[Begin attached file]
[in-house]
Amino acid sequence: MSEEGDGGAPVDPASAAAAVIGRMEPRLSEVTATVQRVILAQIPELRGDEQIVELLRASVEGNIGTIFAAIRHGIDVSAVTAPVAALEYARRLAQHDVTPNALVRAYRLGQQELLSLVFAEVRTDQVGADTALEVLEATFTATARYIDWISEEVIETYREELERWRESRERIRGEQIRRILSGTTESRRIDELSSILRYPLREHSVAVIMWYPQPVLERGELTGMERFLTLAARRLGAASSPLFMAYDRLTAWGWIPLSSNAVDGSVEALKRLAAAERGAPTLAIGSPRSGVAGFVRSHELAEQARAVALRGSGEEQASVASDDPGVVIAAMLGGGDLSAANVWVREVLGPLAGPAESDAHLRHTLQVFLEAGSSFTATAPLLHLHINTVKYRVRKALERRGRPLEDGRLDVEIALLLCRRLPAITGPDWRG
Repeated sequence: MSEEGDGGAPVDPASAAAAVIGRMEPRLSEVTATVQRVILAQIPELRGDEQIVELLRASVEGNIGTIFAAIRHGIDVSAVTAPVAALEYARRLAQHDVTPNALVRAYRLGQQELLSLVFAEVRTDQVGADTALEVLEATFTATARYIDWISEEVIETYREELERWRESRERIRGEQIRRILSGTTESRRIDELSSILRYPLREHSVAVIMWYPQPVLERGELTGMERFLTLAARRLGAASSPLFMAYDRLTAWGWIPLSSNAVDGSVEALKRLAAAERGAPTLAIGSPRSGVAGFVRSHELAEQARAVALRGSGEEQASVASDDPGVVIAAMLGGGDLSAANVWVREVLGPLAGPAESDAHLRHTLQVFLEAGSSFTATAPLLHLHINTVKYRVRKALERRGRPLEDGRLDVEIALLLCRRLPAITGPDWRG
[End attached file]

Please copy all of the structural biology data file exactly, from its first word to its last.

[in-house]
Amino acid sequence: MSEEGDGGAPVDPASAAAAVIGRMEPRLSEVTATVQRVILAQIPELRGDEQIVELLRASVEGNIGTIFAAIRHGIDVSAVTAPVAALEYARRLAQHDVTPNALVRAYRLGQQELLSLVFAEVRTDQVGADTALEVLEATFTATARYIDWISEEVIETYREELERWRESRERIRGEQIRRILSGTTESRRIDELSSILRYPLREHSVAVIMWYPQPVLERGELTGMERFLTLAARRLGAASSPLFMAYDRLTAWGWIPLSSNAVDGSVEALKRLAAAERGAPTLAIGSPRSGVAGFVRSHELAEQARAVALRGSGEEQASVASDDPGVVIAAMLGGGDLSAANVWVREVLGPLAGPAESDAHLRHTLQVFLEAGSSFTATAPLLHLHINTVKYRVRKALERRGRPLEDGRLDVEIALLLCRRLPAITGPDWRG
Repeated sequence: MSEEGDGGAPVDPASAAAAVIGRMEPRLSEVTATVQRVILAQIPELRGDEQIVELLRASVEGNIGTIFAAIRHGIDVSAVTAPVAALEYARRLAQHDVTPNALVRAYRLGQQELLSLVFAEVRTDQVGADTALEVLEATFTATARYIDWISEEVIETYREELERWRESRERIRGEQIRRILSGTTESRRIDELSSILRYPLREHSVAVIMWYPQPVLERGELTGMERFLTLAARRLGAASSPLFMAYDRLTAWGWIPLSSNAVDGSVEALKRLAAAERGAPTLAIGSPRSGVAGFVRSHELAEQARAVALRGSGEEQASVASDDPGVVIAAMLGGGDLSAANVWVREVLGPLAGPAESDAHLRHTLQVFLEAGSSFTATAPLLHLHINTVKYRVRKALERRGRPLEDGRLDVEIALLLCRRLPAITGPDWRG